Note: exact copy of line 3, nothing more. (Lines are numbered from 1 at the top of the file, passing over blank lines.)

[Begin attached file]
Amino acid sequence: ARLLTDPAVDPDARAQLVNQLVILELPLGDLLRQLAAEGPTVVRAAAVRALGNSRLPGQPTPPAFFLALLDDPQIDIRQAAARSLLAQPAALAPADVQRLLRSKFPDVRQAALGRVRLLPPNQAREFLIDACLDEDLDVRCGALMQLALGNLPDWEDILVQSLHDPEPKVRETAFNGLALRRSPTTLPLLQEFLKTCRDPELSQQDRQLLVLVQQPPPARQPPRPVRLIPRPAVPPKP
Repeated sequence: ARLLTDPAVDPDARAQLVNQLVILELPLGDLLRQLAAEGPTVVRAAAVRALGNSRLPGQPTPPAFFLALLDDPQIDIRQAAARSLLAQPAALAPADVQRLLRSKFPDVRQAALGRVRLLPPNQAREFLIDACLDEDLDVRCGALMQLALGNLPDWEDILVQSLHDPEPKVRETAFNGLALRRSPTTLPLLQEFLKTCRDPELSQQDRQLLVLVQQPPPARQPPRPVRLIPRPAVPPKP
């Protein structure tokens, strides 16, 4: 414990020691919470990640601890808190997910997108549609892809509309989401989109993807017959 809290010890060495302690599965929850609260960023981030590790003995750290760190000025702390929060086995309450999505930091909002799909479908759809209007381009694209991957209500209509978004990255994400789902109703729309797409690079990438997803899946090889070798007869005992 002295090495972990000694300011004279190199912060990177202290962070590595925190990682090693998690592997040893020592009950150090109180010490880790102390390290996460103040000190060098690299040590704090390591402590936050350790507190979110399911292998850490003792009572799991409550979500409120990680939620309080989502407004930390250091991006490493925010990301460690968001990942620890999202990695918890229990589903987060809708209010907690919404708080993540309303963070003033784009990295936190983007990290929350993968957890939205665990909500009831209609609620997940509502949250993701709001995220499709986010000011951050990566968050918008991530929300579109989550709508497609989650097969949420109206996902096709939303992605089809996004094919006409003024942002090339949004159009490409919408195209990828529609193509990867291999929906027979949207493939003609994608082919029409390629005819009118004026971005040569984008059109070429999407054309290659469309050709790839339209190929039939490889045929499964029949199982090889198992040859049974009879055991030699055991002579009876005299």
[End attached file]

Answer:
């Protein structure tokens, strides 16, 4: 414990020691919470990640601890808190997910997108549609892809509309989401989109993807017959 809290010890060495302690599965929850609260960023981030590790003995750290760190000025702390929060086995309450999505930091909002799909479908759809209007381009694209991957209500209509978004990255994400789902109703729309797409690079990438997803899946090889070798007869005992 002295090495972990000694300011004279190199912060990177202290962070590595925190990682090693998690592997040893020592009950150090109180010490880790102390390290996460103040000190060098690299040590704090390591402590936050350790507190979110399911292998850490003792009572799991409550979500409120990680939620309080989502407004930390250091991006490493925010990301460690968001990942620890999202990695918890229990589903987060809708209010907690919404708080993540309303963070003033784009990295936190983007990290929350993968957890939205665990909500009831209609609620997940509502949250993701709001995220499709986010000011951050990566968050918008991530929300579109989550709508497609989650097969949420109206996902096709939303992605089809996004094919006409003024942002090339949004159009490409919408195209990828529609193509990867291999929906027979949207493939003609994608082919029409390629005819009118004026971005040569984008059109070429999407054309290659469309050709790839339209190929039939490889045929499964029949199982090889198992040859049974009879055991030699055991002579009876005299």